Grundy Kendall Regional Office of Education LogoGrundy / Kendall
Regional Office of Education

Christopher D. Mehochko

Regional Superintendent
Morris Office: (815) 941-3247  |  Fax: (815) 942-5384
Yorkville Office: (630) 553-4168  |  Fax: (630) 553-4152

Truancy

Truancy Staff
 

Merrie Gozner
Attendance Caseworker for all of Kendall County except Oswego High School.
630-553-4168
mgozner@roe24.org

Laurie Walker
Attendance Caseworker for Oswego High School.
630-553-4168
lwalker@roe24.org

Ann Nordstrom
Attendance Caseworker for all of Grundy County.
815-941-3231
anordstrom@roe24.org

 


 

Truancy Summit convened by Regional Office of Education

 

The Grundy-Kendall Regional Office of Education presented a Truancy Summit on Thursday, September 17, 2015 at the Whitetail Ridge Golf Club in Yorkville.  Over 110 counselors, social workers, nurses, attendance secretaries, administrators, probation officers, and court-appointed advocates attended the half-day event.

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Regional Superintendent Christopher Mehochko welcomed the attendees and moderated the event.  Mehochko said that the purpose of the Truancy Summit was to share the best practices of individual school districts and communities.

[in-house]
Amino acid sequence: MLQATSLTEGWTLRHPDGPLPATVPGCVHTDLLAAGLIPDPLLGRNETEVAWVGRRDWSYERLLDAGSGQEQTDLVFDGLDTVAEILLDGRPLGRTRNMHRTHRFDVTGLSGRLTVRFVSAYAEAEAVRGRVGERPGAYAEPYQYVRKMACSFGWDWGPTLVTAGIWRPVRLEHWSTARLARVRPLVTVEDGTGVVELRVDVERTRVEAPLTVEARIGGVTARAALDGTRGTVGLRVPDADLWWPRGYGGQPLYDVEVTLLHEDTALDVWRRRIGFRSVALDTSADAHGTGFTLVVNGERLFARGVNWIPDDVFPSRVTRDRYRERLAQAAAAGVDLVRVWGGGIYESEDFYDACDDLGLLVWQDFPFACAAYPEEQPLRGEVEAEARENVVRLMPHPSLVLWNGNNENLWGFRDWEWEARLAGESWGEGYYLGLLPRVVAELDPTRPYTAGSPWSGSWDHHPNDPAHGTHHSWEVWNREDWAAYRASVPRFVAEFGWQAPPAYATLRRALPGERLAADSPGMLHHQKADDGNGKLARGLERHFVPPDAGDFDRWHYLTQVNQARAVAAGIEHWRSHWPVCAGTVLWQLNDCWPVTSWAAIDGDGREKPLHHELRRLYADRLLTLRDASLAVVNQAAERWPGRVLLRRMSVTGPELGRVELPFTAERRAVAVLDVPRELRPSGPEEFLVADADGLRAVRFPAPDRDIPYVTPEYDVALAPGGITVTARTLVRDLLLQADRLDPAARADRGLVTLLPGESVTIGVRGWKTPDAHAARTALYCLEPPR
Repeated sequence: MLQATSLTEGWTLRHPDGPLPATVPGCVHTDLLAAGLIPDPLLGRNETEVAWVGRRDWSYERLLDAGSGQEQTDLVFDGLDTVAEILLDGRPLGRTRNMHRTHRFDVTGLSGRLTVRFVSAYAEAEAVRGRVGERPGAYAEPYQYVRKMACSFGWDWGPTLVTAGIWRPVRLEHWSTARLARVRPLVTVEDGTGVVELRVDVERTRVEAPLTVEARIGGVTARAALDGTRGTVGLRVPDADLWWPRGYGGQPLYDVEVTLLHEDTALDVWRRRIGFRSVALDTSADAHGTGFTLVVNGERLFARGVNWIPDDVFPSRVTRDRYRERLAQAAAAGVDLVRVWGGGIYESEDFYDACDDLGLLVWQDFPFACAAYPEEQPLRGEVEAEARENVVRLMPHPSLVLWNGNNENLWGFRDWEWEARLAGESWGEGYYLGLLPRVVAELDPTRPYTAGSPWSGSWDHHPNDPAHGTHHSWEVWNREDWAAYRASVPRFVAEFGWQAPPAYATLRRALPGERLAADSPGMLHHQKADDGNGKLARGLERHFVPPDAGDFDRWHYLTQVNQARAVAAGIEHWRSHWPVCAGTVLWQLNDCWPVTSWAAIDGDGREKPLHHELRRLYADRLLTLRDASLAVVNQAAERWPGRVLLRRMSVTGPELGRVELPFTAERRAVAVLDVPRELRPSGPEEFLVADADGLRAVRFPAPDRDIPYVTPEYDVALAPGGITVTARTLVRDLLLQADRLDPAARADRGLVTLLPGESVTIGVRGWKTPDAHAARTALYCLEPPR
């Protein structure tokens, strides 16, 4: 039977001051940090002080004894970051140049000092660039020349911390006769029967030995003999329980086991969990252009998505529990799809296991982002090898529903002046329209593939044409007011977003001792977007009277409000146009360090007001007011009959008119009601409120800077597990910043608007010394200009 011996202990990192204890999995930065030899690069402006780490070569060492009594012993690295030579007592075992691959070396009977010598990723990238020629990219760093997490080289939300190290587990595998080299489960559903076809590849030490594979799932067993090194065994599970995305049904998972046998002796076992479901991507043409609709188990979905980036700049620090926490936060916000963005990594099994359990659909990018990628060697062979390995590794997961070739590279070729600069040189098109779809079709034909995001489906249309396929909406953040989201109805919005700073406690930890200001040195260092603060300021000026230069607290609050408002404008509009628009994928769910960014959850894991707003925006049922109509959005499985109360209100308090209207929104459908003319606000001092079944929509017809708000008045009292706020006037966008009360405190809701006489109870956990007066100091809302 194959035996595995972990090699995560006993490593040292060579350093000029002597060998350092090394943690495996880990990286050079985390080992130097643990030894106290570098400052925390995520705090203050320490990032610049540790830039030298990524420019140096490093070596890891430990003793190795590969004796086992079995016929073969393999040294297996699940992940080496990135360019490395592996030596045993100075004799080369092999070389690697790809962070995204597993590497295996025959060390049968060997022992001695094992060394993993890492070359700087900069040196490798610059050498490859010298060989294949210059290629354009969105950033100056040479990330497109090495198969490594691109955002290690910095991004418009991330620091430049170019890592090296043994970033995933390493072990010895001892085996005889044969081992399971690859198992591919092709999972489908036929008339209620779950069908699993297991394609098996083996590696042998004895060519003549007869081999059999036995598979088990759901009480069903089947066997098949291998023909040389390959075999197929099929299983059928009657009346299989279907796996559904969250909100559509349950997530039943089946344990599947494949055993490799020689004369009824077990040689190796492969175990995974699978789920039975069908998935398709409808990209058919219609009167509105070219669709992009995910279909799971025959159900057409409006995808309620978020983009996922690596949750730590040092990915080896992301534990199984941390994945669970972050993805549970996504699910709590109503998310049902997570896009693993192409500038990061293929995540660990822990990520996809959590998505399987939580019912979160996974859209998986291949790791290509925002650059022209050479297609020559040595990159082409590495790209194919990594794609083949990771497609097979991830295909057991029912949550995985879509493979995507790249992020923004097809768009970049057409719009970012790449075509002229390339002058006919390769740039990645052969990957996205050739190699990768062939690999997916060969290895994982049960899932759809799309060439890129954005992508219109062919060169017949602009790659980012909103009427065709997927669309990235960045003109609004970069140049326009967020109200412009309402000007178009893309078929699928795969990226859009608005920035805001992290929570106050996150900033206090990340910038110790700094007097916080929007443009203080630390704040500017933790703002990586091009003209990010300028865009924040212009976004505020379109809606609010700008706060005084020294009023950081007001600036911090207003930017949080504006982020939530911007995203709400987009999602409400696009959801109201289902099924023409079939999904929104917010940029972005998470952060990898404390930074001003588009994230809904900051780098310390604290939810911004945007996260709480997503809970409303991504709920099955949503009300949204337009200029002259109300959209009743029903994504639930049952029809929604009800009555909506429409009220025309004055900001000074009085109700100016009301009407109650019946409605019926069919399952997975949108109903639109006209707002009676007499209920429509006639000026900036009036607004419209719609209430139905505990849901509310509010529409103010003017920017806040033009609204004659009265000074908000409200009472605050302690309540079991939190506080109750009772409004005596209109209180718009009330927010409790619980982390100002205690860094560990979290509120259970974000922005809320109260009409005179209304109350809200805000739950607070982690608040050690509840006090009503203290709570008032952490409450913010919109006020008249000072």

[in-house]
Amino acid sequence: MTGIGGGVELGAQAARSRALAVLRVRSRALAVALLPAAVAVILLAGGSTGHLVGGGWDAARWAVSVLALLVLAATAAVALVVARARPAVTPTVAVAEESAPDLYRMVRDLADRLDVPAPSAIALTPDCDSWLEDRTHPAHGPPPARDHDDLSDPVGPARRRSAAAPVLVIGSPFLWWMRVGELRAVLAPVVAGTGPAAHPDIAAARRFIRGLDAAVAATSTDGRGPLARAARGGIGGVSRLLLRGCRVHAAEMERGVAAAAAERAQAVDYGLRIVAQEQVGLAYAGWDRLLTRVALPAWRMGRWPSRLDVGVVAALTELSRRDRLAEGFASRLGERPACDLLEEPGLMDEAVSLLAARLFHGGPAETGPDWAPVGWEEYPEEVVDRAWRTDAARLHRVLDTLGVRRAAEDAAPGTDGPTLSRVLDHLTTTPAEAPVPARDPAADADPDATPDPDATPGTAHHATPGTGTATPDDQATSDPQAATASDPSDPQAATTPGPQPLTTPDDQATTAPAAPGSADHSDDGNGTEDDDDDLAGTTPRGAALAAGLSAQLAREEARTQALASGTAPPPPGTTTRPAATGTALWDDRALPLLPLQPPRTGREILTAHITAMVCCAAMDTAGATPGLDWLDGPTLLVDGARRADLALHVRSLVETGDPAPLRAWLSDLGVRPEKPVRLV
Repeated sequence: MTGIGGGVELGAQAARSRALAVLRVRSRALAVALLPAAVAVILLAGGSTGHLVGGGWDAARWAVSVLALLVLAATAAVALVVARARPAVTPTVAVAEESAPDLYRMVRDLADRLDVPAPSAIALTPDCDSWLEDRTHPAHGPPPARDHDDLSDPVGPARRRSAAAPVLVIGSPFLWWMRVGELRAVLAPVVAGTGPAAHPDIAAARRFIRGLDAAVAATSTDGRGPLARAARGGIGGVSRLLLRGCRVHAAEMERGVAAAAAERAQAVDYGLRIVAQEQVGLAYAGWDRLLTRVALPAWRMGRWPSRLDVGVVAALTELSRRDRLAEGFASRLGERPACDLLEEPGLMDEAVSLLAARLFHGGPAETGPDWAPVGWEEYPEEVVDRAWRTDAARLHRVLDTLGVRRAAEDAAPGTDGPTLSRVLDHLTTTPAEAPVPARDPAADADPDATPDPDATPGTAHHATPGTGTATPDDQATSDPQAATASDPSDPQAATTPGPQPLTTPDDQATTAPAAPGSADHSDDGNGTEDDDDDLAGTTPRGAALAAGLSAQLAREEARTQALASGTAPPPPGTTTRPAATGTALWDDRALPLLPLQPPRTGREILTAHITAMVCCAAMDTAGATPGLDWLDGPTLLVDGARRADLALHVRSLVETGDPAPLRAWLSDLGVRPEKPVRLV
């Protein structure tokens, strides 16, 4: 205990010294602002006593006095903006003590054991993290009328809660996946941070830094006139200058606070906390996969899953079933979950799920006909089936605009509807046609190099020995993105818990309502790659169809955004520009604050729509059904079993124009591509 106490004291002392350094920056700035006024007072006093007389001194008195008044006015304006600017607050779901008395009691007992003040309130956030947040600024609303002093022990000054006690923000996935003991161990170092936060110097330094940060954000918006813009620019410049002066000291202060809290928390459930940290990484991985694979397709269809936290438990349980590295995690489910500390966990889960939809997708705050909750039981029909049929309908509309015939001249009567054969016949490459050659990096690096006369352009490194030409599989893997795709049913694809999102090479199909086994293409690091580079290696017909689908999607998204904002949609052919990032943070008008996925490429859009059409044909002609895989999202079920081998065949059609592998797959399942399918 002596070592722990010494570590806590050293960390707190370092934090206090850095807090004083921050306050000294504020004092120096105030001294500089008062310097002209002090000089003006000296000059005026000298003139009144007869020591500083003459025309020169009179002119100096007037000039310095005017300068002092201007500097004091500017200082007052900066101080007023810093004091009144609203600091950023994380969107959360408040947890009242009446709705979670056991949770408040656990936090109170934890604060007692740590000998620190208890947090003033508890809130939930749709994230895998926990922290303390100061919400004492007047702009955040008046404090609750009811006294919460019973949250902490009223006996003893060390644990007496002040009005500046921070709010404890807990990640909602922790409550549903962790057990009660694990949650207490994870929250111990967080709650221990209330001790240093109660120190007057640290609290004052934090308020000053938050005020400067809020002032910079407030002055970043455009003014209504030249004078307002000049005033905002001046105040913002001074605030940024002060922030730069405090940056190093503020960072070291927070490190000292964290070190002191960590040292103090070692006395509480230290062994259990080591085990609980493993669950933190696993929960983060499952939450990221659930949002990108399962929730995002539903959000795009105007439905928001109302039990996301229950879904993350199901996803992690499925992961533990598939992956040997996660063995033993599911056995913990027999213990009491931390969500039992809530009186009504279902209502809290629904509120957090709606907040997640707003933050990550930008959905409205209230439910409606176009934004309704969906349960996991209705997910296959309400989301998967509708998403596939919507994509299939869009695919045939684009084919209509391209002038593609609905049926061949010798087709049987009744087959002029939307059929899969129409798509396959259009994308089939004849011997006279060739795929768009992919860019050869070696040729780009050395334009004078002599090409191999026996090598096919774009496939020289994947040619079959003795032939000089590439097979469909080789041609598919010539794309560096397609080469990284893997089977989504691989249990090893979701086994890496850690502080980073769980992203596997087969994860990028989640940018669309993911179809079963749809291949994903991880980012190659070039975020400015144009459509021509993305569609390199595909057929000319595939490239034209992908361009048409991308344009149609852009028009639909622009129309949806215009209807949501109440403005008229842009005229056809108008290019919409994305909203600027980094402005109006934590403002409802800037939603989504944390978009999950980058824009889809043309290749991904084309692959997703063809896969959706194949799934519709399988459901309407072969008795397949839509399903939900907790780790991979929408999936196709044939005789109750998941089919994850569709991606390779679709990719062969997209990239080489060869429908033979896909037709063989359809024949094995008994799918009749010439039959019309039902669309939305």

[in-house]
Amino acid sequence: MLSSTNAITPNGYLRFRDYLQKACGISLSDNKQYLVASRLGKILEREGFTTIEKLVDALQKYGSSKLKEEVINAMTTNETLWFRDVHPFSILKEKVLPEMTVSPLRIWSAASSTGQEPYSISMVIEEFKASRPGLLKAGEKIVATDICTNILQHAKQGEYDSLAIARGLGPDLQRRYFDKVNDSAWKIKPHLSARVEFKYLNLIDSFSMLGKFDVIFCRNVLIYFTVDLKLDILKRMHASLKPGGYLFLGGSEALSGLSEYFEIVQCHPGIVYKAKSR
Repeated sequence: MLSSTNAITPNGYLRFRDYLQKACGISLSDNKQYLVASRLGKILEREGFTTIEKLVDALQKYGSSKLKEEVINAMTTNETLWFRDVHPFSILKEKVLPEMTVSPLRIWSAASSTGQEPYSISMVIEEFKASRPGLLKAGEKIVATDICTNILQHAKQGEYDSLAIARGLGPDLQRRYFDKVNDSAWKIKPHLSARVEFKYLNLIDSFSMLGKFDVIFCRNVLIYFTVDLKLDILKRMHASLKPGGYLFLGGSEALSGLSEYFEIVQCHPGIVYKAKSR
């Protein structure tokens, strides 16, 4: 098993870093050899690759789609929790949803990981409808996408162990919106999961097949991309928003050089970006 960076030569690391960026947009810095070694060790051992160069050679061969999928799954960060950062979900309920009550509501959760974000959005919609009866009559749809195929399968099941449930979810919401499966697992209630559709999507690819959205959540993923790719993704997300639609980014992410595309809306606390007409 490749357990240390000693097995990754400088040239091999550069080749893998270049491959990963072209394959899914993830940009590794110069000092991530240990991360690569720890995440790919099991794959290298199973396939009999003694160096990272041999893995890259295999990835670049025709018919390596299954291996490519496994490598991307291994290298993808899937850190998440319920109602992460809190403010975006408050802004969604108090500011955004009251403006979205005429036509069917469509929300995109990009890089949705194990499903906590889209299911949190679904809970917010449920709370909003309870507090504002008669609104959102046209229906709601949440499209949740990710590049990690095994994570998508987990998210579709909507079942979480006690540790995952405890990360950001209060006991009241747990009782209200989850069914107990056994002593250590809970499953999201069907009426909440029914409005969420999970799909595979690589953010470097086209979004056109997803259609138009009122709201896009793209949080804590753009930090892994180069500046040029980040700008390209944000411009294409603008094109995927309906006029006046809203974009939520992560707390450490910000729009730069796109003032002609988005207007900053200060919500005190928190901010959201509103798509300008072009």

A panel representing 10 area schools shared what’s working for them in reducing truancy.  


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Useful remedies included detentions during lunch; visits to homes if the parents don’t respond; incentives for improving school-wide attendance; and if youth were truant last year, sending letters to parents even before the new school year starts. Educating parents and doctors of the rules for excused and unexcused absences has also been helpful. Assistant Regional Superintendent Shelley Senffner explained what schools need to bring to Truancy Hearings for chronic truants.

 

Brenda Karales, Assistant State’s Attorney of Kendall County, was the keynote speaker at the summit.  She congratulated those in attendance for the work that they do and said, “It is hard work sometimes, but when we all work together it can be done.”

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Karales said that when truant cases are referred to the State’s Attorney office, youth first go to a court diversion program that involves counseling and drug testing among other compliance terms. If the court diversion doesn’t improve school attendance, Karales said that she needs good records of communication with parents and copies of doctor notes so she can take the case to court; penalties that could result from going to court include fines, suspended driver’s license, and being referred to DCFS.